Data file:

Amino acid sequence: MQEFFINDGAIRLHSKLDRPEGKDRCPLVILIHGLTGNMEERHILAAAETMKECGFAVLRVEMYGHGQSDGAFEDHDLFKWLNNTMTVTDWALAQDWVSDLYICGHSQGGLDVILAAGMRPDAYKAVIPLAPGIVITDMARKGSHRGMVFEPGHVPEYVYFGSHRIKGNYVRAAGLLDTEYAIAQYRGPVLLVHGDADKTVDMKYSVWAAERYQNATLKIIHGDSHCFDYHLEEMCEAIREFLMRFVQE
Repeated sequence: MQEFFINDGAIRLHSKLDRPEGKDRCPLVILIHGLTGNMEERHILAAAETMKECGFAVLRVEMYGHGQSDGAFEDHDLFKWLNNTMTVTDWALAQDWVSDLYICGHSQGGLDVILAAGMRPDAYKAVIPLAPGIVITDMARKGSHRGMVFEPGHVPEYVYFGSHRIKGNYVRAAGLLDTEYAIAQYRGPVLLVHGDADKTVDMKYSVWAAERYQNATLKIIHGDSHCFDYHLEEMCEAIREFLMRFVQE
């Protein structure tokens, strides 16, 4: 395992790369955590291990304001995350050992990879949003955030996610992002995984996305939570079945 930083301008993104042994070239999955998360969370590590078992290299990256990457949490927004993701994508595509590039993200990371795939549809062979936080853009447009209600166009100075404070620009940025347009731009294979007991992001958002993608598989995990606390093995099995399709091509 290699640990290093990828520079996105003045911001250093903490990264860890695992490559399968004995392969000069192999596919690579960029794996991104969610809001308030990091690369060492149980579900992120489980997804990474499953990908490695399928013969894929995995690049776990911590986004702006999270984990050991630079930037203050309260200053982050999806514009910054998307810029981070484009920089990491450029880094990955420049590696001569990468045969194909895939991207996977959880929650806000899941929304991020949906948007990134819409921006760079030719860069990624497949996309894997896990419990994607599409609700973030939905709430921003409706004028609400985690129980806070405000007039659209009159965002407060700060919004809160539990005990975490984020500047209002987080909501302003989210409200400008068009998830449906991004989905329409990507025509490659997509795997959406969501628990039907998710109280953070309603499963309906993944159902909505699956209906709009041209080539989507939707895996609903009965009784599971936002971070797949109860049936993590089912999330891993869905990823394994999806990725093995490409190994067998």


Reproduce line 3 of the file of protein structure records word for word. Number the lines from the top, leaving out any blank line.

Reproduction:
């Protein structure tokens, strides 16, 4: 395992790369955590291990304001995350050992990879949003955030996610992002995984996305939570079945 930083301008993104042994070239999955998360969370590590078992290299990256990457949490927004993701994508595509590039993200990371795939549809062979936080853009447009209600166009100075404070620009940025347009731009294979007991992001958002993608598989995990606390093995099995399709091509 290699640990290093990828520079996105003045911001250093903490990264860890695992490559399968004995392969000069192999596919690579960029794996991104969610809001308030990091690369060492149980579900992120489980997804990474499953990908490695399928013969894929995995690049776990911590986004702006999270984990050991630079930037203050309260200053982050999806514009910054998307810029981070484009920089990491450029880094990955420049590696001569990468045969194909895939991207996977959880929650806000899941929304991020949906948007990134819409921006760079030719860069990624497949996309894997896990419990994607599409609700973030939905709430921003409706004028609400985690129980806070405000007039659209009159965002407060700060919004809160539990005990975490984020500047209002987080909501302003989210409200400008068009998830449906991004989905329409990507025509490659997509795997959406969501628990039907998710109280953070309603499963309906993944159902909505699956209906709009041209080539989507939707895996609903009965009784599971936002971070797949109860049936993590089912999330891993869905990823394994999806990725093995490409190994067998």